The personal meaning of Christmas brings a memory about a cold winter night in Ohio. Along with a chill comes a visual of my two sisters, and I huddled under a blanket, standing on the street curb in front of our house. Our parents sheltered us. Drowsy eyes were spellbound and fixed on an incredible exhibit of pyrotechnics of our burning house.
So clear in this Christmas season memory, I can almost hear the noise of crispy frost as we escaped to the devil strip where we stood under the street lamp waiting and waiting. The night sparkled from a barely detectable layer of frigid snow. This was the kind of Ohio winter that brought concerns about a white Christmas. The grass was turbid green, yet frozen beneath our bare feet as we waited for the fire trucks.
The memory of the fire isn’t what gave me my personal meaning of Christmas, though. Nor was it the puppy that I got to call mine that year. Nor is it the fact that I’ve had the good fortune to cherish Christmas throughout all of the years since escaping from our burning house that year.
Driving home after a holiday visit with my folks, a mere photograph sends all of the above imagery streaming forth again. After the family photo album session, my husband, Peter, nudged me for details about the pictures with scorched walls and disfigured woodwork. It must have haunted him. As he asked for the details, and my streaming recall made its link, all but for one part. That’s the part, I imagine, that will probably stay hidden forever.
So, as were driving south on I77, I began relating the story about the puppy who symbolizes the personal meaning of Christmas for me. As we traveled the two-hour drive homeward. Pete tolerated my digressions fairly well. I found myself in an perceptual imagery brought on while in the process of recounting this story from long ago.
The puppy had followed me home from school one day. We walked happily together just as if we had been a pair forever.
Muted periods of departure from the conversation happened while I paused to quietly delve through all sorts of the other memories, one leading to another. After some time, Pete must have noticed a silence that went on too long for comfort.
“Did you fall asleep, or what?”
More silence except the rhythmic sloshing of the windshield wipers. I was using my fogged up window as a backdrop somewhat like a movie screen. I tried to grasp something that I must have blocked out eons ago, and then finally replied,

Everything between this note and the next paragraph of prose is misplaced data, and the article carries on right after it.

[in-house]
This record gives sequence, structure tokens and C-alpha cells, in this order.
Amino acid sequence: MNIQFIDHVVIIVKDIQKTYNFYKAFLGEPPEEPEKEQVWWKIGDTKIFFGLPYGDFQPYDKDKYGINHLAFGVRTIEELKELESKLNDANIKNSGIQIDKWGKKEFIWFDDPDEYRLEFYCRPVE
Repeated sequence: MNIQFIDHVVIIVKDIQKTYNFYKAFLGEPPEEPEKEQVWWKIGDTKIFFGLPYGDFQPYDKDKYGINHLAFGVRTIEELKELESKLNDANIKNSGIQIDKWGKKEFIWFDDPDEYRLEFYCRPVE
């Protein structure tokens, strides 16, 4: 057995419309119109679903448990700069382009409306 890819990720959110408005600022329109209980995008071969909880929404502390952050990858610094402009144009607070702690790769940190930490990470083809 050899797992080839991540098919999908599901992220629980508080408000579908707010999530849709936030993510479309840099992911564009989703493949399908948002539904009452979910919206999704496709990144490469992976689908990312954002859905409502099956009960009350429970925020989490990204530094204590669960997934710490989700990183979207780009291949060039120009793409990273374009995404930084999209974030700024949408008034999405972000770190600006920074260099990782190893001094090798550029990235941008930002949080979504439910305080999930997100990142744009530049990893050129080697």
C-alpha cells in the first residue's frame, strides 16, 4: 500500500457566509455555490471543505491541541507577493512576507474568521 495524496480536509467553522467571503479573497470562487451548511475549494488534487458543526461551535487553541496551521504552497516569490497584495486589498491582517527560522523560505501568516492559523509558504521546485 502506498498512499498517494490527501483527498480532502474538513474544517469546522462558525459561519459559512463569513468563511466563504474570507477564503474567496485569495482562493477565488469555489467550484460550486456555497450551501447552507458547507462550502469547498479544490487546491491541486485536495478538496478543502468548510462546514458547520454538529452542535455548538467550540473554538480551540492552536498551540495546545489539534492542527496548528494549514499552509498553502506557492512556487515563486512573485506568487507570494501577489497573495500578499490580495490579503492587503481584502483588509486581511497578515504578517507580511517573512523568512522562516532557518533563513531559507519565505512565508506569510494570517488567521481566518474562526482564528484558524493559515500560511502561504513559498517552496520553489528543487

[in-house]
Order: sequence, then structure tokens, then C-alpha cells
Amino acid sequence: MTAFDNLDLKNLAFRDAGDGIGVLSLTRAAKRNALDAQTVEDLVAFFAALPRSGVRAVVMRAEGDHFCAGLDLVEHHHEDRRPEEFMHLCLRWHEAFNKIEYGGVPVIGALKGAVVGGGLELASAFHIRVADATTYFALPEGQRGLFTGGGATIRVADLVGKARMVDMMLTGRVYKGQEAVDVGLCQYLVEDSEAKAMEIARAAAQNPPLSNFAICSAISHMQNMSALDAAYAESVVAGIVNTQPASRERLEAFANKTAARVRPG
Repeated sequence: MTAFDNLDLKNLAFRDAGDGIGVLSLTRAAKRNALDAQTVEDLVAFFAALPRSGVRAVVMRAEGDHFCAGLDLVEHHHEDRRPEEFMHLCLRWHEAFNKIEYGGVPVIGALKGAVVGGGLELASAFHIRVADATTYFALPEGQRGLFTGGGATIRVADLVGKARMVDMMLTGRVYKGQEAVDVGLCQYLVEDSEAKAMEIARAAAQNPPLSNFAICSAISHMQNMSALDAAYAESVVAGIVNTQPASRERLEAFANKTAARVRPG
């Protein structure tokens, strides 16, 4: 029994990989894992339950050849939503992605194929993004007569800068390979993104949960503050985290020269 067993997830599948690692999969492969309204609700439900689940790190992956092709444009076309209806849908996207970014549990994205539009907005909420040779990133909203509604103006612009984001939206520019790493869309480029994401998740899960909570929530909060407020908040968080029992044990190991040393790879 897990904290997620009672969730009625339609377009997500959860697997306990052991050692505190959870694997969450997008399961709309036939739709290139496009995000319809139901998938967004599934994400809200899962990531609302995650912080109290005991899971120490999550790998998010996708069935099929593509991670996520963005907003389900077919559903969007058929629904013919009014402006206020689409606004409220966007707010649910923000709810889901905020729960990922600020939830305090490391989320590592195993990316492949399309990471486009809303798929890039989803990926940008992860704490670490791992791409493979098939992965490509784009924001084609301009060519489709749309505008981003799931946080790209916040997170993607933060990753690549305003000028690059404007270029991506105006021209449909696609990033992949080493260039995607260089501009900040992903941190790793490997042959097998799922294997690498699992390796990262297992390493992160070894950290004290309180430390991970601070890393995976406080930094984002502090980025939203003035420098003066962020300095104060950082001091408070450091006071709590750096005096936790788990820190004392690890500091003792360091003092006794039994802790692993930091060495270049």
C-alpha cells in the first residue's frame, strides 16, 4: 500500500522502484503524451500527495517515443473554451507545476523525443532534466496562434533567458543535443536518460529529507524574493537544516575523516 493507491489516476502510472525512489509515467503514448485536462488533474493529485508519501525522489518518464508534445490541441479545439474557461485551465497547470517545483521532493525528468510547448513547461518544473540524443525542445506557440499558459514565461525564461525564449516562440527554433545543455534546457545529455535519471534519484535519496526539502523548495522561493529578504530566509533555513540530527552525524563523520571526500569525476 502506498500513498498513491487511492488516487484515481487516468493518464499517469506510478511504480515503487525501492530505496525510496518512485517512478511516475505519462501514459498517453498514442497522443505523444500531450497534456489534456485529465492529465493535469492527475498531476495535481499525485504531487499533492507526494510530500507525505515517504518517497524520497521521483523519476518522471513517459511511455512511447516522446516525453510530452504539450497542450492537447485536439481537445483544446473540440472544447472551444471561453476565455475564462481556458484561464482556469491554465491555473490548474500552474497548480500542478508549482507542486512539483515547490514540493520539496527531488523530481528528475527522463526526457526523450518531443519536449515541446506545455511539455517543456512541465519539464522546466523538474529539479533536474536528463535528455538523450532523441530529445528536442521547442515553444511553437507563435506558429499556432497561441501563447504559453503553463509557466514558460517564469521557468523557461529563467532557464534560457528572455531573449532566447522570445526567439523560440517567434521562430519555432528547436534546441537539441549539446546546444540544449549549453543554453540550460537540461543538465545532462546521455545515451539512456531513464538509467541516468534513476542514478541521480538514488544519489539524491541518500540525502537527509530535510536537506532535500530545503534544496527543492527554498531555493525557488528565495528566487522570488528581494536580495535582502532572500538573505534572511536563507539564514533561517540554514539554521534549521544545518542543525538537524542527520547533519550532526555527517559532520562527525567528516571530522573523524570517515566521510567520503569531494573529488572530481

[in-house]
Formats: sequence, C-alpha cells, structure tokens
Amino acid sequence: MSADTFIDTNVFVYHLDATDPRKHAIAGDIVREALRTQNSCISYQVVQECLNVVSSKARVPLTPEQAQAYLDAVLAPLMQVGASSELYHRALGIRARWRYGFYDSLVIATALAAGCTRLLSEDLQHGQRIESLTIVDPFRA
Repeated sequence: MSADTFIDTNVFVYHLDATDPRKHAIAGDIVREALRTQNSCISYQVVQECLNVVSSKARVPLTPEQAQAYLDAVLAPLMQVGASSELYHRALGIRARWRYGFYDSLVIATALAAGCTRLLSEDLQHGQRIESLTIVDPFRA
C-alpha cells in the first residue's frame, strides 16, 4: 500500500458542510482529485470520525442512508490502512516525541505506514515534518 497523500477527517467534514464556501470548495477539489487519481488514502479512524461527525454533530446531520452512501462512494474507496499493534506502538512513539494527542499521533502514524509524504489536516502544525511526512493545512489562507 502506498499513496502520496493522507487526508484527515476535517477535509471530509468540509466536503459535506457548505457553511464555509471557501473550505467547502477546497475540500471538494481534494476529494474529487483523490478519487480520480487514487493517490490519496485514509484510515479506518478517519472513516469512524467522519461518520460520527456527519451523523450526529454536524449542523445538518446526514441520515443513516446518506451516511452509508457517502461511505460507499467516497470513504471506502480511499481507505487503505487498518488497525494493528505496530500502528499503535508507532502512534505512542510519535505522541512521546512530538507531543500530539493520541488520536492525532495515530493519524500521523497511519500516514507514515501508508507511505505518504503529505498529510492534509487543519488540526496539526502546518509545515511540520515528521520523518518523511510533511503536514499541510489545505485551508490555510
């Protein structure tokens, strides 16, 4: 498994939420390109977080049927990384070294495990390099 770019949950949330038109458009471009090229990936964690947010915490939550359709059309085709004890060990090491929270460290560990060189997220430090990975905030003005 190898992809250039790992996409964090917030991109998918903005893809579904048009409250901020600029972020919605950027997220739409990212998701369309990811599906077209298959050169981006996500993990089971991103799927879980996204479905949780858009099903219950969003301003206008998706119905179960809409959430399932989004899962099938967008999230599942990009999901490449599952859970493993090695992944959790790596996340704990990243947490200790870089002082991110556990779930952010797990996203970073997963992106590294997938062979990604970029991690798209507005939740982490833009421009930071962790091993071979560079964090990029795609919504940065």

“What do you mean – or what?” His voice sounded little agitated.
Prompted to delay my preoccupation, I had to answer him. Actually I welcomed the interruption.
“I don’t remember what happened to the puppy after that, but I do remember that it was his barking that woke me up” I explained with a little teardrop escaping down the side of my nose. We continued southward, and soon the snow disappeared leaving only the whirring sound of tires on wet pavement.
” I can remember sleeping, and gradually hearing the puppy barking hysterically, which eventually integrated into dreaming. The barking went on until I finally woke up full of concern about my puppy. I bolted to the stairway and leaped the first four steps to the landing, as was my habit to do.
Only this time, I didn’t go farther. Thick, billowing smoke highlighted by filtered light from street lamps blended into blackened swells. It was a horrifying monster, and I began shrieking. The suffocating stench of something charred quickly eclipsed the monster imagery as I ran screaming into my parent’s bedroom. To my relief, mom’s voice came out of the darkness telling me to get older sister, Patty, who had her own room in the attic. I screamed up the attic stairwell, and Dad led us to our rescue.
Wiping the tear, I continued.” I only remembered that we had to stay at my grandmother’s house a few blocks away, but not for very long. I can also visualize the photo of the lovely Christmas tree we still got to put up in front of black tar paper walls.”
I can feel the visual relief of the pretty ornaments of red, bubbling candle sticks, and see-through carousels with shiny little fans whirling inside, distracting from the view of the ugly walls. Yet, I can’t remember anything more about the puppy. If he hadn’t found me on the way home from school, would I still be here?
I’m left alone to ponder the miracle of the little dog who saved our family after following me home just a few weeks before Christmas. Then came the greater question of how do things like this happen in such incredible synchronicity? More than this, to be grateful for all the holidays I still got to see with the same inconceivable wonderment this many years later. The personal meaning of Christmas for me is the gift of life, and the perception of its fragility, and the magical essence of existence.